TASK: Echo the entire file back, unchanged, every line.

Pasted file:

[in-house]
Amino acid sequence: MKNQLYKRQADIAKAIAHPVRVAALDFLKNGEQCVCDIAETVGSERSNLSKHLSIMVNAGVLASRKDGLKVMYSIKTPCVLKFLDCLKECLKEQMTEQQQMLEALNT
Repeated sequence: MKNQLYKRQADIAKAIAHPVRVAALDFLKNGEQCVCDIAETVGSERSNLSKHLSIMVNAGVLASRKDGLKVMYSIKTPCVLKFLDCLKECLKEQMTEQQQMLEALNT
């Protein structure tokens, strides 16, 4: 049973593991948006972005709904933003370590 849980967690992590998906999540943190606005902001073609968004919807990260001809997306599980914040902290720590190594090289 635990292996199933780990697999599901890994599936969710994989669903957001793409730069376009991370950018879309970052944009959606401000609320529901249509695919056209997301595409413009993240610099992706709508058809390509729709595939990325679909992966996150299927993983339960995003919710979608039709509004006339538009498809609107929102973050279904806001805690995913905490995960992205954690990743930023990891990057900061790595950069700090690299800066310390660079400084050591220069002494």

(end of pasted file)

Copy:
[in-house]
Amino acid sequence: MKNQLYKRQADIAKAIAHPVRVAALDFLKNGEQCVCDIAETVGSERSNLSKHLSIMVNAGVLASRKDGLKVMYSIKTPCVLKFLDCLKECLKEQMTEQQQMLEALNT
Repeated sequence: MKNQLYKRQADIAKAIAHPVRVAALDFLKNGEQCVCDIAETVGSERSNLSKHLSIMVNAGVLASRKDGLKVMYSIKTPCVLKFLDCLKECLKEQMTEQQQMLEALNT
């Protein structure tokens, strides 16, 4: 049973593991948006972005709904933003370590 849980967690992590998906999540943190606005902001073609968004919807990260001809997306599980914040902290720590190594090289 635990292996199933780990697999599901890994599936969710994989669903957001793409730069376009991370950018879309970052944009959606401000609320529901249509695919056209997301595409413009993240610099992706709508058809390509729709595939990325679909992966996150299927993983339960995003919710979608039709509004006339538009498809609107929102973050279904806001805690995913905490995960992205954690990743930023990891990057900061790595950069700090690299800066310390660079400084050591220069002494």